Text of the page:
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Sixers Trade Ben Simmons To Brooklyn Nets For Former MVP James Harden

PHILADELPHIA (CBS/AP) -- After months of drama and rumors, the Sixers have finally traded Ben Simmons. The Sixers on Thursday traded Simmons in a package to the Brooklyn Nets for former MVP James Harden.

The Sixers traded Seth Curry, Andre Drummond, a protected 2022 first-round pick, and a protected 2027 first-round pick. Philadelphia will also get Paul Millsap in return.

The deal was finalized on Thursday night.

The 2022 first-round is unprotected with a right to defer until 2023, according to ESPN. The 2027 first-round pick is protected 1-to-8. The pick would roll over to 2028 and be protected 1-to-8 again. If it rolls over to 2029, the pick becomes two seconds and cash considerations.

"James Harden is one of the truly elite players in the league. His career has been defined by incredible personal achievement, including honors as NBA MVP and three-time NBA scoring champion," Sixers Managing Partner Josh Harris said. "We're thrilled to pair him with Joel Embiid and this dynamic roster in our pursuit of an NBA title. I am proud to welcome James and Paul Millsap -- a proven veteran and former All Star -- to the 76ers, and can't wait for what the future holds for the city and our fans."

Harden has opted into his $47.3 million player option for next season as a result of the trade, The Athletic's Shams Charania reports.

Harden was set to miss his fourth straight game Thursday with a hamstring injury while trade rumors intensified.

The Nets acquired the three-time scoring champion from the Houston Rockets in a deal last January, with the idea that Harden, Kevin Durant and Kyrie Irving would be too potent to stop. The Nets loaded up for a title run with three of the highest-paid players in the league, but a championship run with them never materialized.

Harden and Irving were both hurt last year in the playoffs and the Nets lost in the second round to eventual champion Milwaukee. With Irving not joining the Nets until December and Durant injured in January, the Nets got only two games out of their Big Three this season.

They are 2-10 since Durant sprained his left knee, an injury that could keep him out until after the All-Star break. With Irving ineligible to play in home games because he is not vaccinated against COVID-19 as mandated by New York City, it placed a heavy burden on Harden.

The Sixers are getting an MVP-worthy year out of Embiid and team President Daryl Morey -- who was in the front office with Houston when Harden played for the Rockets -- made the deadline deal to ensure the Sixers have plenty for the championship push.

Meanwhile, Simmons has not played at all this season.

The No. 1 overall pick in 2016, Simmons' time ends in Philadelphia with a forgettable playoff performance, including an image that provided his distractors plenty of ammunition, and a training camp holdout.

With the Sixers down by two points with 3 minutes and 29 seconds left in Game 7 to the Atlanta Hawks, Simmons passed up an uncontested layup, dishing the ball to Matisse Thybulle. Thybulle was then fouled on the play and went 1-for-2 at the free-throw line. The Sixers lost, 103-96, to Atlanta.

Embiid was seen throwing his hands up in disbelief when Simmons passed the ball. After the game, Embiid highlighted that moment the tides turned in favor of Atlanta.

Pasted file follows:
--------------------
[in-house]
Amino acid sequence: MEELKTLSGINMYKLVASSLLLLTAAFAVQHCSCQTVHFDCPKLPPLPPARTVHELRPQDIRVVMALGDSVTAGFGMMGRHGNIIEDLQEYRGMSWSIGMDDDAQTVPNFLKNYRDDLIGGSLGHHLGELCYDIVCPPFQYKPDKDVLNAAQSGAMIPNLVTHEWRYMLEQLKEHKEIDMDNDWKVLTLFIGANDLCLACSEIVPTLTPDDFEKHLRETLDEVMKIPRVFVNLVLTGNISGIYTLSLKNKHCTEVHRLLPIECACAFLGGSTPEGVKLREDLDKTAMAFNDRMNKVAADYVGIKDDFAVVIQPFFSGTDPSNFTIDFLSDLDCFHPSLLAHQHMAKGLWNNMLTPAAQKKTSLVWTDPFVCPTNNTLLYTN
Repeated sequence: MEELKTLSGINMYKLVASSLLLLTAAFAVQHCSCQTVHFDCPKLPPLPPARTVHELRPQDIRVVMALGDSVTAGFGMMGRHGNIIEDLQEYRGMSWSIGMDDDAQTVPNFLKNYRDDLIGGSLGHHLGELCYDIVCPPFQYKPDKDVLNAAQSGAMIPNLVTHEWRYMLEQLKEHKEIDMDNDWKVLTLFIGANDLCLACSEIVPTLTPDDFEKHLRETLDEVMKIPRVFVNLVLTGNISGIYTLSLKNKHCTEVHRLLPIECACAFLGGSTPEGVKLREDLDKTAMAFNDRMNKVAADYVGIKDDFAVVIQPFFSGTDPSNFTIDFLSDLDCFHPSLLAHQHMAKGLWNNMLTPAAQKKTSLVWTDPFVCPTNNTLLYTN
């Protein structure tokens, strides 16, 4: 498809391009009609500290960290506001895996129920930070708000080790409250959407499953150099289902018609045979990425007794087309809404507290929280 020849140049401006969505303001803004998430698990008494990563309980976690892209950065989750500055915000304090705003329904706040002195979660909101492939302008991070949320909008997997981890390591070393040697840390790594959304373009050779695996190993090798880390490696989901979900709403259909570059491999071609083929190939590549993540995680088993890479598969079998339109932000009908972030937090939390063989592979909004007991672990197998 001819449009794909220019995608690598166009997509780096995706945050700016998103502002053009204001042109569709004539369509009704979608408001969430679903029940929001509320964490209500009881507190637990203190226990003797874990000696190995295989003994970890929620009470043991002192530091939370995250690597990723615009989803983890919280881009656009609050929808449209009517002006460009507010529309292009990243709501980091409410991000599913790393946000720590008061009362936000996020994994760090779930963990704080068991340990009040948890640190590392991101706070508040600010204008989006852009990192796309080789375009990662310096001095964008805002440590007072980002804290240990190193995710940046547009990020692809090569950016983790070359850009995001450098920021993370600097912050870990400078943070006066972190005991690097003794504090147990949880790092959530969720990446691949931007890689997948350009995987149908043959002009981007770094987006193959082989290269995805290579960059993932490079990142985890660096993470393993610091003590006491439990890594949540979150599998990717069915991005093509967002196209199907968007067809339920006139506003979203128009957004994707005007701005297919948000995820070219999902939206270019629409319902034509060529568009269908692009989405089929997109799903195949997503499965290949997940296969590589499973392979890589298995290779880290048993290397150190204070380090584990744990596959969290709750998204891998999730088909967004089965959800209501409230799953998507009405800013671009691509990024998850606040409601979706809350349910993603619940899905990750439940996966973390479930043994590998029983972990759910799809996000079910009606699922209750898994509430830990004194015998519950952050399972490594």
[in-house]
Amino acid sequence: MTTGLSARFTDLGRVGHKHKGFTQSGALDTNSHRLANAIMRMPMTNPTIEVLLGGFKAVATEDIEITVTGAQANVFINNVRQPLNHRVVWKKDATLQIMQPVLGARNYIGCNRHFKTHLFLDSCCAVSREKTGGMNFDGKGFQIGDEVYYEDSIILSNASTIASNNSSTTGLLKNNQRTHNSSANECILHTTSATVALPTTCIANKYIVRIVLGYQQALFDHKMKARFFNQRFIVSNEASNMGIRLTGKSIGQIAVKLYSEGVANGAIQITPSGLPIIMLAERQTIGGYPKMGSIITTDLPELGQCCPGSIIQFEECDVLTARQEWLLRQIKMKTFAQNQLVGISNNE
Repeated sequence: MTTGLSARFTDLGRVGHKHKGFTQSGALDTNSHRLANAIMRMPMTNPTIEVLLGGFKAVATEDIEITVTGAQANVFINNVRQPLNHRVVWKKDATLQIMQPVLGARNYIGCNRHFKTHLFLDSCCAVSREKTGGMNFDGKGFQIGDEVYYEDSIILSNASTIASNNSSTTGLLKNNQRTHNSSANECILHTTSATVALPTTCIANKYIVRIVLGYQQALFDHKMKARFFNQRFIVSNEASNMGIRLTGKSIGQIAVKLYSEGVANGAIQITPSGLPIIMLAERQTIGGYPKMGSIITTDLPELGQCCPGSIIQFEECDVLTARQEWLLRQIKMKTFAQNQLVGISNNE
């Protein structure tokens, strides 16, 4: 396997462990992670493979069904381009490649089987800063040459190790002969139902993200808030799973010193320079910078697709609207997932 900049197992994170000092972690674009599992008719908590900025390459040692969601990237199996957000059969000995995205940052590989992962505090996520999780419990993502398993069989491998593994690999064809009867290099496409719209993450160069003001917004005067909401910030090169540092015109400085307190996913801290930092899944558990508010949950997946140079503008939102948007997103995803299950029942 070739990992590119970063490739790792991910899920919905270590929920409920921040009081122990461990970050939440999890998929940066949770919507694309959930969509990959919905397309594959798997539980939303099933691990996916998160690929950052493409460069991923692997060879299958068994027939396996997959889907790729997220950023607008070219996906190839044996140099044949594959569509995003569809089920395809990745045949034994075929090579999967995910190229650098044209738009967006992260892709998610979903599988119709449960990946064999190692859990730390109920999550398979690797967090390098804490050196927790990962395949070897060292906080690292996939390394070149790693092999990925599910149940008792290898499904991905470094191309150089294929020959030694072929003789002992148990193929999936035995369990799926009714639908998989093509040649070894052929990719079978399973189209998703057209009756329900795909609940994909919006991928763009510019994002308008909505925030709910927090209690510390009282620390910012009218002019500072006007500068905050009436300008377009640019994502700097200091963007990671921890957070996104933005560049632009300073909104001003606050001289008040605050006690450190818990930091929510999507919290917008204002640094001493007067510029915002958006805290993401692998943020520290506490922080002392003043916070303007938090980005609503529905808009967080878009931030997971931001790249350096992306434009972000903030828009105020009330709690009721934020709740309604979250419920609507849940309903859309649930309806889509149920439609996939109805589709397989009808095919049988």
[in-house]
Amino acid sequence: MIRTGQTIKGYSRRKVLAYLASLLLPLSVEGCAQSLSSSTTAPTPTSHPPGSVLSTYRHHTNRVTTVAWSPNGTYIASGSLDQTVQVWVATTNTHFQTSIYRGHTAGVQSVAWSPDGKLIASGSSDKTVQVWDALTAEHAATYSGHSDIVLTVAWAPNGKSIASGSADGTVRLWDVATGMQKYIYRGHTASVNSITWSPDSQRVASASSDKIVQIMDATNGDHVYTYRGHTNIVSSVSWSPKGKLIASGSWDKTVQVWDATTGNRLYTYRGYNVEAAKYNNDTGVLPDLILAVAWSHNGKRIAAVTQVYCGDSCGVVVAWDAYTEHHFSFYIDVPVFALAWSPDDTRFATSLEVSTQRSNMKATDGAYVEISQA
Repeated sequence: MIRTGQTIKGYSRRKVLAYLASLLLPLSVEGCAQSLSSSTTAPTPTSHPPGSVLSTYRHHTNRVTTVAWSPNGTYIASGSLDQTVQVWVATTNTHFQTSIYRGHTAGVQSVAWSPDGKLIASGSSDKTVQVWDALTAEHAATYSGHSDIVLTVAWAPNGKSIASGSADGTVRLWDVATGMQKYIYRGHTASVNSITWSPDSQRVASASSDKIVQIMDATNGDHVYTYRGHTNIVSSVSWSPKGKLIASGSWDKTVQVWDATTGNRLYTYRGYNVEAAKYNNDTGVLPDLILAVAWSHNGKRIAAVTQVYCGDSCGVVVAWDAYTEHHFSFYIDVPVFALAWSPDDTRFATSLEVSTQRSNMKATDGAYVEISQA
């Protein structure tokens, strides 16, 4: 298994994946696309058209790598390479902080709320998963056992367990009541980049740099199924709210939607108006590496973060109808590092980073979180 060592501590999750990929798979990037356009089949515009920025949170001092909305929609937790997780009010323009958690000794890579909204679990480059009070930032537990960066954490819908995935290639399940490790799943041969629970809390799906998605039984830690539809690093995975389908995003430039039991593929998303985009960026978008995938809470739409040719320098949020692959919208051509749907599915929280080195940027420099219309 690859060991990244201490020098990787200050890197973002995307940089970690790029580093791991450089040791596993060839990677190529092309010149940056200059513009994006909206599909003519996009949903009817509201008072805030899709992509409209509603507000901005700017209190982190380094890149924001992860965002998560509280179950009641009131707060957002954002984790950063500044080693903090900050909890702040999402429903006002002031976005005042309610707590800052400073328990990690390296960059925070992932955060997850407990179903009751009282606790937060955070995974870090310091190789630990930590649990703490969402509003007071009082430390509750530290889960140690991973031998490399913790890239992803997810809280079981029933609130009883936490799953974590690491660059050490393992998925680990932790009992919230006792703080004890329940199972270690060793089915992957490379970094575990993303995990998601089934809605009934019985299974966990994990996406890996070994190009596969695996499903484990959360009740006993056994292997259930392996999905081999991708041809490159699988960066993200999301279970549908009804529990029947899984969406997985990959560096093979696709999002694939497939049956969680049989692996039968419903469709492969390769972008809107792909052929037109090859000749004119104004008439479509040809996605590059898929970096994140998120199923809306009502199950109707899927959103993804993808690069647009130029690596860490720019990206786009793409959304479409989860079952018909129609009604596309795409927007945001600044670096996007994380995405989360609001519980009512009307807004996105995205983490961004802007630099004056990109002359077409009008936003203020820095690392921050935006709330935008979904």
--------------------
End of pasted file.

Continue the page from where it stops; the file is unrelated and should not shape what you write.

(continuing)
"I'll be honest, I thought the turning point was when we, I don't know how to say it, but I thought the turning point was just, we had an open shot and we made one free throw," Embiid said. "We missed the other and then they came down and scored. We didn't get a good possession on the other end and Trae [Young] came back and made a three."

Simmons didn't report to training camp after telling the team in August he wanted to be traded, leaving his teammates, coaches and general manager to answer Ben-related questions at media day instead of the upcoming season. Each passing day seemingly came with a new excuse as to the reason he wanted out.

One day it was because of his relationship with Sixers fans. Another day, it was because he reportedly doesn't feel his playing style is "conducive" to playing with Embiid.

Embiid, per usual, didn't shy away from answering that report. During a media session on Sept 30. Embiid called the situation "disappointing" and "borderline kind of disrespectful" while setting the record straight

"Our teams have always been built around [Simmons'] needs. So it's just kind of surprising to see," Embiid said. "Even going back to, the reason we signed Al [Horford], we got rid of Jimmy [Butler], which I still think was a mistake, just to make sure he needed the ball in his hands I'm really focused on the guys that are here. The situation is disappointing, borderline kind of disrespectful to all the guys that are out here fighting for their lives. Some guys rely on the team being successful to stay in the league and make money somehow. Because if you're on a winning team, you're always going to have a spot in the league, just because you're on a winning team and you contributed."

Simmons was a three-time All-Star with the Sixers, 2018 Rookie of the Year and the Defensive Player of the Year runner-up last season. He also made the NBA All-Defensive First Team the past two seasons.

But, Simmons frustrated spectators with his lack of aggression offensively and, mostly, his unwillingness to shoot. Offseasons featured Instagram videos of Simmons working on his shot, but it rarely ever showed up in games. Then came the 2021 playoffs and finally, Game 7 against the Hawks.

The book has been published on the Simmons era in Philadelphia. It wasn't a best seller.

(© Copyright 2021 CBS Broadcasting Inc. All Rights Reserved. The Associated Press contributed to this report.)

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